Tuesday #thoughtsandprayers: Death is Bad

Tuesday #thoughtsandprayers: Death is Bad January 14, 2020

Matt pointed out to me yesterday that the death of Roger Scruton proves one of his major pastoral pet peeves. Many people (some of whom should know better) who lose someone they love, when they come bereft to face the horror of how to honor and grieve their dead, nevertheless recoil from the idea of a funeral. ‘Oh,’ they say, ‘we don’t want to mourn a loss, we want to celebrate a life.’ That’s always the phrase—‘celebrate a life.’ This often includes pseudo pagan feelings about how the dew on the eagle’s wing might be the dead person, who isn’t really gone. Fortunately, Good Shepherd people, in the face of death, come clamoring for the robust burial and commendation liturgies in our fantastic new prayer book.

The death of Roger Scruton—and that very important musical person who also died this week, about whom I still know very little, but am faithfully listening to all his music—proves the insufficiency of the ‘Celebrate a Life’ trope. It isn’t a celebration, even if you command everyone to rejoice. Someone of inestimable value has been lost from the human family, someone who made life richer, better, more thoughtful, more beautiful. Mourning is the best and most sane response.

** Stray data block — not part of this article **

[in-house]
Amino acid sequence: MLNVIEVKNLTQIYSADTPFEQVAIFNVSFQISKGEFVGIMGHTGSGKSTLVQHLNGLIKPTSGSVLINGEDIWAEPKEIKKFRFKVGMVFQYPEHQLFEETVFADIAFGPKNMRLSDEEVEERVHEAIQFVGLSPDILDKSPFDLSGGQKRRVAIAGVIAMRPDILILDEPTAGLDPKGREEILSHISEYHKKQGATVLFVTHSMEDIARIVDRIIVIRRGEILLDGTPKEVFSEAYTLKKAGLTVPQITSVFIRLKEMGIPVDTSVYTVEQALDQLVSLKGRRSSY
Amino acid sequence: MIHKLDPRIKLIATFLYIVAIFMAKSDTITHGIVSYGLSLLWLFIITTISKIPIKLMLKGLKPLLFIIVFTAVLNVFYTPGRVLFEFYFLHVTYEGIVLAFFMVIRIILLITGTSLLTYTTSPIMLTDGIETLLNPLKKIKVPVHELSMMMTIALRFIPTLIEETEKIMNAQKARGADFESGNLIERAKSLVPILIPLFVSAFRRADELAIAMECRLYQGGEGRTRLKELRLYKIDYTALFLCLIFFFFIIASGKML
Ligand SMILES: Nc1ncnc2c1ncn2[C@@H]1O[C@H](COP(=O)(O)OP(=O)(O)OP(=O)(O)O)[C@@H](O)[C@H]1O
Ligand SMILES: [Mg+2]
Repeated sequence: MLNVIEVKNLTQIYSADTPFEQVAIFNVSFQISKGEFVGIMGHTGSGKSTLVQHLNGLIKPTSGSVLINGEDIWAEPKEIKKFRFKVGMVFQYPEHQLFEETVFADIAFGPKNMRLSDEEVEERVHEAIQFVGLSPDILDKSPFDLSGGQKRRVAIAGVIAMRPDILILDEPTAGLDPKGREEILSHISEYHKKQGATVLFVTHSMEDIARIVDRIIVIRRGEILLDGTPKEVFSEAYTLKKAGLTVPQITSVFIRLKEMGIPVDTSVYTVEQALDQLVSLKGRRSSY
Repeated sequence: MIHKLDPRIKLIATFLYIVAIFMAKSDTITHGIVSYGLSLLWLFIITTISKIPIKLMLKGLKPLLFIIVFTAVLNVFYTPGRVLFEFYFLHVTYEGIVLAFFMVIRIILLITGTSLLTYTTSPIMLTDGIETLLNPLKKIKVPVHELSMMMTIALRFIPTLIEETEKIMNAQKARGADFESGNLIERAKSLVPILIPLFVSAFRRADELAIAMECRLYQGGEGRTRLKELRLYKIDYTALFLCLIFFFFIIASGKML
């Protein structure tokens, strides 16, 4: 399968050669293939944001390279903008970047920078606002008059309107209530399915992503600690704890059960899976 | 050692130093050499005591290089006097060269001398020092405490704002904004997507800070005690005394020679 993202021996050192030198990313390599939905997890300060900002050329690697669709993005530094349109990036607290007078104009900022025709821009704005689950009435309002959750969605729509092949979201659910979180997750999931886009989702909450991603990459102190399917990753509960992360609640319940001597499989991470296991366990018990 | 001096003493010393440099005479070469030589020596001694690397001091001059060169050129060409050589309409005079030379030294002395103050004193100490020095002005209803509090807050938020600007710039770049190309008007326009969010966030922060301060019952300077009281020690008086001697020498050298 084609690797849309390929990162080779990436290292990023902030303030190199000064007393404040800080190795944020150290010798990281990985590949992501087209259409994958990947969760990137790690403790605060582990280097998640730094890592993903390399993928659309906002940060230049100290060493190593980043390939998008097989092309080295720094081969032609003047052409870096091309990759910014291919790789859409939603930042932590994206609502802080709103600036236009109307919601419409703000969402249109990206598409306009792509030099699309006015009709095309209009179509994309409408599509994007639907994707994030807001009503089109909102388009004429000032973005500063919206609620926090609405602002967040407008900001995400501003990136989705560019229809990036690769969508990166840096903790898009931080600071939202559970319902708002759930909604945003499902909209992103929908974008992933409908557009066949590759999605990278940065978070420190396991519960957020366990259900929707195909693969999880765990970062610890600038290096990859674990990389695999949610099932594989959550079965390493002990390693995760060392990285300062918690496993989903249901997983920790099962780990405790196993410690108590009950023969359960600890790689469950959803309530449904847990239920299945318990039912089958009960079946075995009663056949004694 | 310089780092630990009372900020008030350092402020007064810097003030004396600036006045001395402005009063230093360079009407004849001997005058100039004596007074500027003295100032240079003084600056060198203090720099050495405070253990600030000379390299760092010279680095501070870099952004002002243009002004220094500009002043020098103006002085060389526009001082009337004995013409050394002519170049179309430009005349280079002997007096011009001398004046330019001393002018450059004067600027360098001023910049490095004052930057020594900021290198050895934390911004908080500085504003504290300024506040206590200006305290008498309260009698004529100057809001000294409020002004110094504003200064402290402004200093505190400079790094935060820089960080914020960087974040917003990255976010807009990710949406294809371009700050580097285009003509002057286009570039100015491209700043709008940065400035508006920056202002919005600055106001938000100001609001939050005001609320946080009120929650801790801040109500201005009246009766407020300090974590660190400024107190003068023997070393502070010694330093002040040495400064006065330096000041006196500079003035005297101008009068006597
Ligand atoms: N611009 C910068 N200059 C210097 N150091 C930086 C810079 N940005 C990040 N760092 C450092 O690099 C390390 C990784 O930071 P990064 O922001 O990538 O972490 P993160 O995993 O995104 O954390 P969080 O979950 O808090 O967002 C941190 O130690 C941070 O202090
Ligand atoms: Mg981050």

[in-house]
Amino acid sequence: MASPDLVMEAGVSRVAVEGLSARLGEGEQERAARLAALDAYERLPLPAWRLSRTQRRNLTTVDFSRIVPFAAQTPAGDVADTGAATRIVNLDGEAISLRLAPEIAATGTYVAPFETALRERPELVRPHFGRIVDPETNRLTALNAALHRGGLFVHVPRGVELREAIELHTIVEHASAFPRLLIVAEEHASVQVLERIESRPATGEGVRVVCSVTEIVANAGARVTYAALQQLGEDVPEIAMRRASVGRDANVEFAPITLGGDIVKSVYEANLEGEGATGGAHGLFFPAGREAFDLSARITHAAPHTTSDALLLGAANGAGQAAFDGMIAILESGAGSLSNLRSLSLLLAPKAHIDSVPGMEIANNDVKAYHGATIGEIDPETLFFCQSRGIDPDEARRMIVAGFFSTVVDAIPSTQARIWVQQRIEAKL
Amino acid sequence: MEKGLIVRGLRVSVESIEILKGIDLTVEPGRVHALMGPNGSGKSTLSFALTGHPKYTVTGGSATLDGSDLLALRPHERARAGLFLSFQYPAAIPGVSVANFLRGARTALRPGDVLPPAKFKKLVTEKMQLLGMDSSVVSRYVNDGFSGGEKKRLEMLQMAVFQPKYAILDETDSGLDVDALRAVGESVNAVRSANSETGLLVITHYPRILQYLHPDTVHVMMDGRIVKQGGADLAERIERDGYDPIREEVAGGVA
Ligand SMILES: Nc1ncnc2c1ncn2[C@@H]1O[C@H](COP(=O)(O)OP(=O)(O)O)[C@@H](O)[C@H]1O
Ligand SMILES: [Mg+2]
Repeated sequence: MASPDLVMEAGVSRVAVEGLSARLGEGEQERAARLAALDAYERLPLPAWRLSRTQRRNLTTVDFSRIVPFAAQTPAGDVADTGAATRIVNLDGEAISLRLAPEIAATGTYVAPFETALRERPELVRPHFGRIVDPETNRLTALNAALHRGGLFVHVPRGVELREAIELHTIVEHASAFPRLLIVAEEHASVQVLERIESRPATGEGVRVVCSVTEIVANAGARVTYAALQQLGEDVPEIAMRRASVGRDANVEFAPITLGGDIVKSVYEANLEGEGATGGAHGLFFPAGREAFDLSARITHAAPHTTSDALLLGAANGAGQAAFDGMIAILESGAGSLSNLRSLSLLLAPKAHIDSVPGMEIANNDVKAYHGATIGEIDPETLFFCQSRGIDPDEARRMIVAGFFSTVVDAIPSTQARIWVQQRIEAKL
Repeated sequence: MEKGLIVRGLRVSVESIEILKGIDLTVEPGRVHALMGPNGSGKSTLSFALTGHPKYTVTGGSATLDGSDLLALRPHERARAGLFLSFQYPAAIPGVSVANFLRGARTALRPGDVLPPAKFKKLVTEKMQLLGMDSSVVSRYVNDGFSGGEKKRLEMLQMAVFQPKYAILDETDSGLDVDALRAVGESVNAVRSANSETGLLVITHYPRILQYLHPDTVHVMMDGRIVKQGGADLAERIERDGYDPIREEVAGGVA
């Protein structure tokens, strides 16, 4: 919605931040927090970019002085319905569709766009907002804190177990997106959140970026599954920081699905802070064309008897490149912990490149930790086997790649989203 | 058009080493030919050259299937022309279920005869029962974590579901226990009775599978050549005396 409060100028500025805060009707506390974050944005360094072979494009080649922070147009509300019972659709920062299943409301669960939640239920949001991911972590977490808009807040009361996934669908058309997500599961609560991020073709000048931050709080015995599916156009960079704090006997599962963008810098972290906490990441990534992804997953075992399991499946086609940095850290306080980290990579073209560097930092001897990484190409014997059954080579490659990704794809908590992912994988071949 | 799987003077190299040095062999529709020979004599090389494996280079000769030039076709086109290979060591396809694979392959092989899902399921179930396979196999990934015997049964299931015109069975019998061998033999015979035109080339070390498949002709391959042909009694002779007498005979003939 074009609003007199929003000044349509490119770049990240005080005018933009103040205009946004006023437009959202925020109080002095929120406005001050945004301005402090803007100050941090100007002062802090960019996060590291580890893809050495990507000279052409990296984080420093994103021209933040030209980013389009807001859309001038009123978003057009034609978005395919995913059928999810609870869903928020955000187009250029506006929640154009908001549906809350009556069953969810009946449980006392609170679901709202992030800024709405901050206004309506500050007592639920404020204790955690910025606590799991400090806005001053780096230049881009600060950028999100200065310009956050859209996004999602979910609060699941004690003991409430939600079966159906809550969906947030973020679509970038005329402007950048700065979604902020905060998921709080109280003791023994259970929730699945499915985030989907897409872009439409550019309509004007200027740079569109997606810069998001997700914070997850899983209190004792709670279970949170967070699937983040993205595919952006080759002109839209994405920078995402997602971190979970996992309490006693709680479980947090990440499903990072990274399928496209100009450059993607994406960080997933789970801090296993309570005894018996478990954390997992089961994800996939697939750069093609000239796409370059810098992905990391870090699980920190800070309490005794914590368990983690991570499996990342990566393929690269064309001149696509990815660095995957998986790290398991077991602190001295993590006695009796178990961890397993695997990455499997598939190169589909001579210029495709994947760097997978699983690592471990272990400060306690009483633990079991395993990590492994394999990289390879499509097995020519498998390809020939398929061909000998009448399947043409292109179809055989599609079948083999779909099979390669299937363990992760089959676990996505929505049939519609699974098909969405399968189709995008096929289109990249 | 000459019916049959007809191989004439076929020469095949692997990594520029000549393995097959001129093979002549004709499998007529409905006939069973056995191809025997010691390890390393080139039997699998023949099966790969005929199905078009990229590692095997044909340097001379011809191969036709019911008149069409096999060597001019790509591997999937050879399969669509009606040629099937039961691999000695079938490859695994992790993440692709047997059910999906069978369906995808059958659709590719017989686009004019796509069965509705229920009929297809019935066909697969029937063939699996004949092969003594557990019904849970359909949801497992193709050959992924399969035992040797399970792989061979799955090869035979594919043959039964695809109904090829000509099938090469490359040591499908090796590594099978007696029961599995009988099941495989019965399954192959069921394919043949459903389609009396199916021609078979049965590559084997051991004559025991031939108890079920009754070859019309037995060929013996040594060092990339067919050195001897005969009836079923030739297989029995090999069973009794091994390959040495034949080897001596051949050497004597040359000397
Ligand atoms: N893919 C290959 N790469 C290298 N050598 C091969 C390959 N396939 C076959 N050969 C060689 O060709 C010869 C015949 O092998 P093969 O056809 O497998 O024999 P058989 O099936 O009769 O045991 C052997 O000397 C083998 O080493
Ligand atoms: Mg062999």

All the more so because not everyone who dies deserved to be mourned. That Soleimani character, for instance, deserves no grief. Nor when I die, will the whole world stare at twitter for fifteen minutes in stunned disbelief. Hopefully, my children will be sad, because—and here is the kicker—I won’t be here anymore contributing anything to their lives or the human experiment. I won’t be alive in their hearts, I won’t be the dew on the bird’s wing, I won’t be looking down at them from heaven. They will be entirely cut off from me and my memory will gradually and tragically fade until I am utterly forgotten.

So that’s awful, and I expect them to mourn—lament—even in the midst of whatever gratitude they might feel about the way I lived my life. In their grief they will need the Christian proclamation of the gospel, that God the Father sent the Son to defeat my greatest enemy, sin and death, that though we are separated now, it will not always be so, that I am not gone forever, but alive, kept in heaven until Jesus should return in glory and we are all restored to each other.

Of course, it is fine to celebrate the good things—the precious gifts that one person can bestow in a whisper of a life, gifts like love, affection, useful ideas, beautiful objects, painful self-sacrifice, unusual quirks and delightful insight into that far better country towards which we all strain. And a good, hefty, carb-laden funereal lunch after the tragic yet hopeful lines of the concluding processional anthem, “Blessed are the dead who die in the Lord; Even so, says the Spirit, for the rest from their labors,” feels both like a relief and a celebration.

Nevertheless, the person is gone, and all that he or she was is gone, and until you go to him or her, you will be bereft. What a great and glorious gift, then, does the Christian have to offer others in their grief. Look! Death is not the final answer. Separation is not forever. Loss is not the ultimate word. The Lord Jesus has destroyed our greatest foe by the power of his indestructible goodness.

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